Withnail and I has to be one of my favourite films of all time. Having first seen it when it came out in 1987, like all great cult films it is one you can watch over and which over time speaks to you in different ways. Set in 1969 when the swinging 60’s was giving way to the hangover that was to be the 1970’s it tells the story of two out of work actors who take a break from their squalid lives in a Camden flat for a holiday in a cottage in Penrith owned by Withnail’s lecherous gay Uncle Monty. The holiday is an unmitigated disaster as the pair are thwarted by foul weather, hostile locals and the unwanted advances of Uncle Monty.
As a teenager the film appealed to my rebellious side even if that amounts to little more than laughing at people from ‘up north’ and upsetting old ladies in teashops. A few years on around the time I left University a new meaning emerged as it put into full focus that terrifying moment when adulthood finally catches up with you. What to do now that the gang you had assumed you would be starting the revolution with were happy to declare that a rented film from Blockbuster and a take-out curry on a Friday night was the highlight of their week. Most recently within the last 10 years or so it has revealed its most poignant and painful messages about the meaning of friendship, the passage of time and cutting loose from the past.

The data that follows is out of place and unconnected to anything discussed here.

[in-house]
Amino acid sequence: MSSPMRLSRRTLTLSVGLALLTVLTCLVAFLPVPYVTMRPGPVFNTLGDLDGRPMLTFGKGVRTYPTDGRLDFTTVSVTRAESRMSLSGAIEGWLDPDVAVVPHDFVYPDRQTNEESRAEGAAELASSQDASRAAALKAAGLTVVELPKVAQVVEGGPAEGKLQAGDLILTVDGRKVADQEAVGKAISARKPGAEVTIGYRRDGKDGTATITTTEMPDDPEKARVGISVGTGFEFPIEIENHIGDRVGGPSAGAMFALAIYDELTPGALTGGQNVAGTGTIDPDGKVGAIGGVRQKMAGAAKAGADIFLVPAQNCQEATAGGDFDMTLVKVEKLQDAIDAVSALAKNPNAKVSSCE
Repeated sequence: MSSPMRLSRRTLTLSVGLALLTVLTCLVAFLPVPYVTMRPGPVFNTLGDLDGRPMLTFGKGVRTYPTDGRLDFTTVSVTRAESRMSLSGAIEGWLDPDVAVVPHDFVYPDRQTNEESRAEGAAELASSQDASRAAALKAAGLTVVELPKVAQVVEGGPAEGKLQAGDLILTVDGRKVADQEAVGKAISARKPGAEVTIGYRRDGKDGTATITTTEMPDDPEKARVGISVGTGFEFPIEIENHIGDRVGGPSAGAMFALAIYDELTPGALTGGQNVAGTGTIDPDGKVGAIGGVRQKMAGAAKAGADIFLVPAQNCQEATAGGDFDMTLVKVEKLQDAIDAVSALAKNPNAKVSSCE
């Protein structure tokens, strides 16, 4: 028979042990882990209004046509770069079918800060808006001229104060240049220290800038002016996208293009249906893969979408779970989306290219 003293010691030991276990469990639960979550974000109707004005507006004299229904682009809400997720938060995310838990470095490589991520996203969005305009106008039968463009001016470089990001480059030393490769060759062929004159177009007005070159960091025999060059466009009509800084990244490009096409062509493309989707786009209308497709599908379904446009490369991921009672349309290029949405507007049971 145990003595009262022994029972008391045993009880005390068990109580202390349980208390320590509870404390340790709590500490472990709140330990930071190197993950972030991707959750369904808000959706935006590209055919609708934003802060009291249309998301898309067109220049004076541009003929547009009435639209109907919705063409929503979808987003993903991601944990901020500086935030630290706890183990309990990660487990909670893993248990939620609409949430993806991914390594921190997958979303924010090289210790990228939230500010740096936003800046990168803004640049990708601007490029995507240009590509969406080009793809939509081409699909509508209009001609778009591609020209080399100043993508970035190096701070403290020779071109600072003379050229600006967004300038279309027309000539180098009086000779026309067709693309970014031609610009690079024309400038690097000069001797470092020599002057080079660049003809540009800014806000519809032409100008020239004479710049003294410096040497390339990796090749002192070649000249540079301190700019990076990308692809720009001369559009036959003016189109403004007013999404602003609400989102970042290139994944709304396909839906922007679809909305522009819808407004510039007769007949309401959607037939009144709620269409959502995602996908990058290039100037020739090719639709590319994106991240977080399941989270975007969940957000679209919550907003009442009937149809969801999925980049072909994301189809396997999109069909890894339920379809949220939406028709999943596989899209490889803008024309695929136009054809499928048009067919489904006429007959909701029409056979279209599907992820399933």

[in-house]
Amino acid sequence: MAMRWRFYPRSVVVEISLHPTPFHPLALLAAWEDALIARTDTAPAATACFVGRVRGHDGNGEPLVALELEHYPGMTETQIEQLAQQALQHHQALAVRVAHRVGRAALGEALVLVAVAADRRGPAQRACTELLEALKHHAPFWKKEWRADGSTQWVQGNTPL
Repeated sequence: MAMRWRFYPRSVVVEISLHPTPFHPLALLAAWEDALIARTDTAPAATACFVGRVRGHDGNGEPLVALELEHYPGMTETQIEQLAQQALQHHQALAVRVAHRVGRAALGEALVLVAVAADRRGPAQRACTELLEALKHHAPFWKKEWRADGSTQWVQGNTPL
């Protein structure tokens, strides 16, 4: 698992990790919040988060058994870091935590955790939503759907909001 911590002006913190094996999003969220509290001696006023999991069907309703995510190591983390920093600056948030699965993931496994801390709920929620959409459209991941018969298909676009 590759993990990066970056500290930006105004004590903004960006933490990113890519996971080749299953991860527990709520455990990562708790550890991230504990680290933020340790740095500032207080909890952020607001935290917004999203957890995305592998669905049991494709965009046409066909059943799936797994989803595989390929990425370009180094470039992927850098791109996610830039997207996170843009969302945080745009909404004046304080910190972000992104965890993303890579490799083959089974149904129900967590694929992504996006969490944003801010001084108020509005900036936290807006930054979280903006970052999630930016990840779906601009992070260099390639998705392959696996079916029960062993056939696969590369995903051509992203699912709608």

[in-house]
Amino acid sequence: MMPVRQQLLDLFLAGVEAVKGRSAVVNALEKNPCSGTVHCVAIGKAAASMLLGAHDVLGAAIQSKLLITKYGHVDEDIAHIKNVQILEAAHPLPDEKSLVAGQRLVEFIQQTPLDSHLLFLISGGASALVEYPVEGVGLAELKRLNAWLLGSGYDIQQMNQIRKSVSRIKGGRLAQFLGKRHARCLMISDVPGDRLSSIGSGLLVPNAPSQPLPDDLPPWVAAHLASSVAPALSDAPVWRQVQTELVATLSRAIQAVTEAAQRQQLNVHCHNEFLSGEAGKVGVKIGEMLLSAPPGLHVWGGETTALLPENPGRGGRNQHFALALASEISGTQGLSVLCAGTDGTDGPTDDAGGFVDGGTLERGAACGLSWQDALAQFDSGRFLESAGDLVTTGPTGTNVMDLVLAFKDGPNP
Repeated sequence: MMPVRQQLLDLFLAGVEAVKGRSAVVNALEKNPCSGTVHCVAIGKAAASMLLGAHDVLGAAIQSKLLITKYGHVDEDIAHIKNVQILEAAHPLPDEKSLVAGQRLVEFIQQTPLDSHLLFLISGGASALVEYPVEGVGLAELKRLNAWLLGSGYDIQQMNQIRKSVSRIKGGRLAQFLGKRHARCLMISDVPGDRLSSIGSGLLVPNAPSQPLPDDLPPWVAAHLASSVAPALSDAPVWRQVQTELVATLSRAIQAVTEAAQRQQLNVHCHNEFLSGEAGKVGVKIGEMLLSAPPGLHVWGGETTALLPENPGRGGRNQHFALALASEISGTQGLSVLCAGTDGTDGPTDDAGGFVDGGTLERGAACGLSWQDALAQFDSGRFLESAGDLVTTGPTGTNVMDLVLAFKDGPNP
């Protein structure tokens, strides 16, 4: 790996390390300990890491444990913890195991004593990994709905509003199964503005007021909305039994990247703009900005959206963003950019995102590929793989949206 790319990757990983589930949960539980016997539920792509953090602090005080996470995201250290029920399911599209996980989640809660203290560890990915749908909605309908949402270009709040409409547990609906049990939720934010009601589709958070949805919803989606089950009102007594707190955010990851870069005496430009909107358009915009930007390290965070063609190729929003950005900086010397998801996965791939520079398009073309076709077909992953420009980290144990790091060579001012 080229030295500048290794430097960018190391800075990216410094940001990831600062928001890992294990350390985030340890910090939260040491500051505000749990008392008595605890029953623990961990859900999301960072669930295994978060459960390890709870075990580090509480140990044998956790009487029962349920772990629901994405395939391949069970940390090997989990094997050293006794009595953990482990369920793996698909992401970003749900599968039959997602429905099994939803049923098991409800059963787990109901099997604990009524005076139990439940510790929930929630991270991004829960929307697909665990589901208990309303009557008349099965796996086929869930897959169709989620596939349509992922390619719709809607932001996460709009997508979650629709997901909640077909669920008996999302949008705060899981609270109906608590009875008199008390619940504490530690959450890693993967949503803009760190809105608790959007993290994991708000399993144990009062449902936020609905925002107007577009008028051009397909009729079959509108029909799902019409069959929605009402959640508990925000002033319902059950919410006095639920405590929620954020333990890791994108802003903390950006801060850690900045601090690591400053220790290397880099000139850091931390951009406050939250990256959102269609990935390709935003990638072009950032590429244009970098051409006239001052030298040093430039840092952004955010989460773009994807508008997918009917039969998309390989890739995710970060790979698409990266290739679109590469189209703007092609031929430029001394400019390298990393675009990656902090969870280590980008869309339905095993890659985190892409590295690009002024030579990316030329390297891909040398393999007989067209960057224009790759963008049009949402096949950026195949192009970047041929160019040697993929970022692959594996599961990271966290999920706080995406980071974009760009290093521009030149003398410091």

I often think of Withnail and I when I meet with businesses that have matured to adulthood and are experiencing growing pains. It may be simply that the founders have changed over the years the business has been growing and that their aims and ambitions have diverged. The business has been a success but it needs the person with the vision of what it could be in the future to really thrive and drive it forward. In business as in life there is often a need to re-evaluate, to change and to even cut loose in order to move on. Just like in the film I know these decisions can be difficult and even painful. I also know that these things are resolvable if owners have insight into the situation and I thank Withnail and I for being the film that showed me that there is a time to move on in order to move on up. As Uncle Monty said ‘Come on Lads, let’s get home, the sky is beginning to bruise, night must fall and we shall be forced to camp’.